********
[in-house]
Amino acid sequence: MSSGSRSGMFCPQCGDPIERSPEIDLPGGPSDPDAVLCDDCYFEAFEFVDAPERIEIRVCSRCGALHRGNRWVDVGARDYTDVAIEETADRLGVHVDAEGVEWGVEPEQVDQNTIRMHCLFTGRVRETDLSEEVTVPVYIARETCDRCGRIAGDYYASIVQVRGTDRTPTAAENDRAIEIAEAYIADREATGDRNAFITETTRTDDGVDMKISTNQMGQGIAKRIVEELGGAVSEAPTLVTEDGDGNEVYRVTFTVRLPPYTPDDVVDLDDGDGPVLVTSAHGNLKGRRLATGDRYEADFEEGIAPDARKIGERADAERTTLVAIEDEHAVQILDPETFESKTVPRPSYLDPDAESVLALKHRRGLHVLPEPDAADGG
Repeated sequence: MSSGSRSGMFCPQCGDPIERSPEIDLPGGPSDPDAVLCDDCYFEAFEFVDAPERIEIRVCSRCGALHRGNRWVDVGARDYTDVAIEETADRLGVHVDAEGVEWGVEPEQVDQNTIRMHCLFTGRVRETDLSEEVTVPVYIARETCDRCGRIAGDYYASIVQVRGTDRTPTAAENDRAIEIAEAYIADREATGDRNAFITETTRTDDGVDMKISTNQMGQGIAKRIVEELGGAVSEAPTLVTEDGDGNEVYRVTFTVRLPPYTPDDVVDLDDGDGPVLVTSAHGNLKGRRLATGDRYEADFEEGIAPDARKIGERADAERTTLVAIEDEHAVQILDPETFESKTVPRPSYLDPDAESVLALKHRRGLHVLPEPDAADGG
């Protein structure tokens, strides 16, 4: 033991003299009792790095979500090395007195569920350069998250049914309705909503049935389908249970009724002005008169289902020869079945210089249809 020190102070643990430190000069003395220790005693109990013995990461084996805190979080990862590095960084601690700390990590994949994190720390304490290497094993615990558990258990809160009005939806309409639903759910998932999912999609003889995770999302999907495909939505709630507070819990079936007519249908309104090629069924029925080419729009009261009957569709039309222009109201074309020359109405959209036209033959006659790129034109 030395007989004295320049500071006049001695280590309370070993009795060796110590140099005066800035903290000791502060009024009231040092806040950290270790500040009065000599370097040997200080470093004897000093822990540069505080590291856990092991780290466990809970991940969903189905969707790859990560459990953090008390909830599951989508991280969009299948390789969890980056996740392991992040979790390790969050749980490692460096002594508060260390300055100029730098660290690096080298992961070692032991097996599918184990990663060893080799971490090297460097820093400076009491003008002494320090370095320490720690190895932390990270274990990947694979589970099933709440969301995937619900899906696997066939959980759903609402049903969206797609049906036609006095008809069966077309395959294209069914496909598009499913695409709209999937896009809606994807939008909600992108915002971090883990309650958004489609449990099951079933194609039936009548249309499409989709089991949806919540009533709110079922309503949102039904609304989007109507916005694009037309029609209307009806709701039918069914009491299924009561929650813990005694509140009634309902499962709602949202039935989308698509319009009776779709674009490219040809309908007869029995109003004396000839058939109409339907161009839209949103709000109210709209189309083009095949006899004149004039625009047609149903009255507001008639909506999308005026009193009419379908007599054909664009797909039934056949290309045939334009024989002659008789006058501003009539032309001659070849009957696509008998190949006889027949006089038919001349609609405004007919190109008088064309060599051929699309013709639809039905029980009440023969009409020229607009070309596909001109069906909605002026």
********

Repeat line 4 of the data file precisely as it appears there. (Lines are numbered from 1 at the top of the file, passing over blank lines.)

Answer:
């Protein structure tokens, strides 16, 4: 033991003299009792790095979500090395007195569920350069998250049914309705909503049935389908249970009724002005008169289902020869079945210089249809 020190102070643990430190000069003395220790005693109990013995990461084996805190979080990862590095960084601690700390990590994949994190720390304490290497094993615990558990258990809160009005939806309409639903759910998932999912999609003889995770999302999907495909939505709630507070819990079936007519249908309104090629069924029925080419729009009261009957569709039309222009109201074309020359109405959209036209033959006659790129034109 030395007989004295320049500071006049001695280590309370070993009795060796110590140099005066800035903290000791502060009024009231040092806040950290270790500040009065000599370097040997200080470093004897000093822990540069505080590291856990092991780290466990809970991940969903189905969707790859990560459990953090008390909830599951989508991280969009299948390789969890980056996740392991992040979790390790969050749980490692460096002594508060260390300055100029730098660290690096080298992961070692032991097996599918184990990663060893080799971490090297460097820093400076009491003008002494320090370095320490720690190895932390990270274990990947694979589970099933709440969301995937619900899906696997066939959980759903609402049903969206797609049906036609006095008809069966077309395959294209069914496909598009499913695409709209999937896009809606994807939008909600992108915002971090883990309650958004489609449990099951079933194609039936009548249309499409989709089991949806919540009533709110079922309503949102039904609304989007109507916005694009037309029609209307009806709701039918069914009491299924009561929650813990005694509140009634309902499962709602949202039935989308698509319009009776779709674009490219040809309908007869029995109003004396000839058939109409339907161009839209949103709000109210709209189309083009095949006899004149004039625009047609149903009255507001008639909506999308005026009193009419379908007599054909664009797909039934056949290309045939334009024989002659008789006058501003009539032309001659070849009957696509008998190949006889027949006089038919001349609609405004007919190109008088064309060599051929699309013709639809039905029980009440023969009409020229607009070309596909001109069906909605002026």